New Zealand TV and the space race grew up hand in hand. For 11 years, self-taught astronomer and enthusiast Peter Read explained each new development and talked about what could be seen in the heavens on his monthly show Night Sky. A commercial artist by training, Read painted the set’s early backdrops. He made several trips to the USA to witness launches, interviewed visiting astronauts and, with models in hand, broadcast live on the night of the first moon landing. When it was cancelled in 1974, Night Sky was the country’s longest running show.
By 1973, Night Sky had been a familiar presence on New Zealand screens for 10 years; with astronomer Peter Read a knowledgeable, no-nonsense interpreter of developments in the space race and the stars. In this episode, Read reflects on the show’s first decade, from its first outing in June 1963 (when it was briefly called The Sky This Month). Read revisits highlights including the total solar eclipse in 1965, interviews with visiting astronauts, the first moon landing in 1969, and a visit to the United States to witness the launch of Apollo 15.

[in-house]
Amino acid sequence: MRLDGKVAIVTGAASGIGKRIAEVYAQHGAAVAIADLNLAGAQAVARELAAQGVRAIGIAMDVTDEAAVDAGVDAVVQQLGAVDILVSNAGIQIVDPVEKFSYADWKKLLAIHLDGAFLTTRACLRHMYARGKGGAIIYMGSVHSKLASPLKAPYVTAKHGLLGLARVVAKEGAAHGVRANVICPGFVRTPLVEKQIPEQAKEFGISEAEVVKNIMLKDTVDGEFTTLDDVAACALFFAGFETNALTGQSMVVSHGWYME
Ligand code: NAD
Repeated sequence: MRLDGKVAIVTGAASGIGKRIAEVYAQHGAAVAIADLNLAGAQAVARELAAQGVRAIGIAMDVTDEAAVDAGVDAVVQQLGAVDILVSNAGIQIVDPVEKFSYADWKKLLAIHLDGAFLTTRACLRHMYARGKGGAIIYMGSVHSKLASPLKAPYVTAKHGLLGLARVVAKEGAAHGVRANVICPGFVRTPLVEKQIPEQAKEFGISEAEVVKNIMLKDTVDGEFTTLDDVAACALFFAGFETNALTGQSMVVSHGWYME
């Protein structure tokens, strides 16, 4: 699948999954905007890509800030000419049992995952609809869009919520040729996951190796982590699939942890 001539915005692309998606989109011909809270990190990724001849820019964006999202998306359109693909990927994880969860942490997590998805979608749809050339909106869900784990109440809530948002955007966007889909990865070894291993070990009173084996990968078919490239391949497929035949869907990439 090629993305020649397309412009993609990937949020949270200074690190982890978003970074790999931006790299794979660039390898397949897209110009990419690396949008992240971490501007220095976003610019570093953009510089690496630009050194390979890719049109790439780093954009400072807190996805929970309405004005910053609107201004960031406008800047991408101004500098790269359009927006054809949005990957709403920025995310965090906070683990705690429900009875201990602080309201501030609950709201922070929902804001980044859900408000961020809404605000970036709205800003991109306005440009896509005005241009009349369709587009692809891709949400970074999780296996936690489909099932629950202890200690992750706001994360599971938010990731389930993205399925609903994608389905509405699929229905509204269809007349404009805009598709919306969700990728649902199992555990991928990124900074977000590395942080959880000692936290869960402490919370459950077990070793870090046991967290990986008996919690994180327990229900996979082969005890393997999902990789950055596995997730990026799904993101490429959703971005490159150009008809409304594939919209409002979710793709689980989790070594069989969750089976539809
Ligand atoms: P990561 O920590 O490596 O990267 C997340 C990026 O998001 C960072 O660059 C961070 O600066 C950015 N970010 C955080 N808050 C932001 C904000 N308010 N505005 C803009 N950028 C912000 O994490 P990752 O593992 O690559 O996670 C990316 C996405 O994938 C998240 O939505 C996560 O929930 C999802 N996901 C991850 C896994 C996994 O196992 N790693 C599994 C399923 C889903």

In this episode of his long running series about the stars, astronomer Peter Read visits Matauri Bay on the East Coast to view preparations to monitor the only total solar eclipse visible in New Zealand in the 20th century. Read is shown a revolutionary camera that will be used to photograph the eclipse and he talks to an American expert about rockets that will be fired into the ionosphere to record it. Weather concerns are allayed and footage of the corona effect, when the moon is completely in front of the sun, is impressive even in black and white.